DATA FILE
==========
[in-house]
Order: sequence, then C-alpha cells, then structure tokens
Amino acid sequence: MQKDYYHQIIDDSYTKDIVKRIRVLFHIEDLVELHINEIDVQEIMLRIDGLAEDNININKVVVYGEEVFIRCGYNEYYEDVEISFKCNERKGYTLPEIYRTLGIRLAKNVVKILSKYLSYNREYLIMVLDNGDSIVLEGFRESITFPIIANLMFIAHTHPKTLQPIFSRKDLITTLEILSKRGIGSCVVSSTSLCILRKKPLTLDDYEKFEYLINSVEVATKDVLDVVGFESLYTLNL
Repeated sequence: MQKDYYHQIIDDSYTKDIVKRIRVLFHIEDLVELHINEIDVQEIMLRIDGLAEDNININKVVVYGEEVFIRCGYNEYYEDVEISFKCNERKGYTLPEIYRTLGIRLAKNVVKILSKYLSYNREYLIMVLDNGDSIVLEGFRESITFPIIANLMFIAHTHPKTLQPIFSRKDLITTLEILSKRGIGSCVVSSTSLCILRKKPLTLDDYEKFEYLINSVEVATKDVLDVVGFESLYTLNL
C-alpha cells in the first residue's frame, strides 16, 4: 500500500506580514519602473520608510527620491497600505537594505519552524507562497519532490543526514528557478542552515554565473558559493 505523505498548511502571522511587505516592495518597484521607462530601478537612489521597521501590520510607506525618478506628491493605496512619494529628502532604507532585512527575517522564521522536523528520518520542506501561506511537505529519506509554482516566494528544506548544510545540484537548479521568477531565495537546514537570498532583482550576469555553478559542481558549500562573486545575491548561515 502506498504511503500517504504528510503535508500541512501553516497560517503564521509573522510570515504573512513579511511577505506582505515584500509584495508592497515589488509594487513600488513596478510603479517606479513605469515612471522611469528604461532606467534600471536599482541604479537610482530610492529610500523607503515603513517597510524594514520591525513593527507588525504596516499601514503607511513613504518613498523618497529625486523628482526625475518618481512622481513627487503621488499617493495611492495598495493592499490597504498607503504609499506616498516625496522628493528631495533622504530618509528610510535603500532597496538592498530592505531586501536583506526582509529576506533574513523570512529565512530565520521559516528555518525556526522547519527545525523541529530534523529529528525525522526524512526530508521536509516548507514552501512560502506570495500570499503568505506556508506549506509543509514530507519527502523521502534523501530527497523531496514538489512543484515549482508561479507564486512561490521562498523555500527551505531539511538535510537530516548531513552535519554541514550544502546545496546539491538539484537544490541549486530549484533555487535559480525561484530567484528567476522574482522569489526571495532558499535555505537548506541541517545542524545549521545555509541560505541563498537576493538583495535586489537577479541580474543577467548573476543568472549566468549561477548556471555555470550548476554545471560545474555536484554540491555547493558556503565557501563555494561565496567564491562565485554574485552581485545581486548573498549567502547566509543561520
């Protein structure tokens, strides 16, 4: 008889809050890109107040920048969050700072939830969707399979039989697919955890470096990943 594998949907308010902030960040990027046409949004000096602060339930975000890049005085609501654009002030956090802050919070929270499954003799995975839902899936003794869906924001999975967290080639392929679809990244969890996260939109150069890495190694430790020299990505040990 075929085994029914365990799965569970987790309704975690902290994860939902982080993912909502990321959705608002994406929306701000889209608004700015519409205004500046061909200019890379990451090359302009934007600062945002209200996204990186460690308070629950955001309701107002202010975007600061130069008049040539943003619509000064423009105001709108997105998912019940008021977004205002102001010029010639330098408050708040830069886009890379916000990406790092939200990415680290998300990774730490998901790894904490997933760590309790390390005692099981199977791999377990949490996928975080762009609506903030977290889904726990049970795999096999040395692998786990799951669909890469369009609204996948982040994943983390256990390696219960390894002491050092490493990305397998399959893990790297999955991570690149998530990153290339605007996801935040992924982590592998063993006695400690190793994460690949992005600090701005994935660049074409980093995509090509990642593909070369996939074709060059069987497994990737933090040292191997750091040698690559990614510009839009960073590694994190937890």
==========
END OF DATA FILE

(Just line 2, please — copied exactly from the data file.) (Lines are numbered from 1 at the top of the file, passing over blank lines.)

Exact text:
Order: sequence, then C-alpha cells, then structure tokens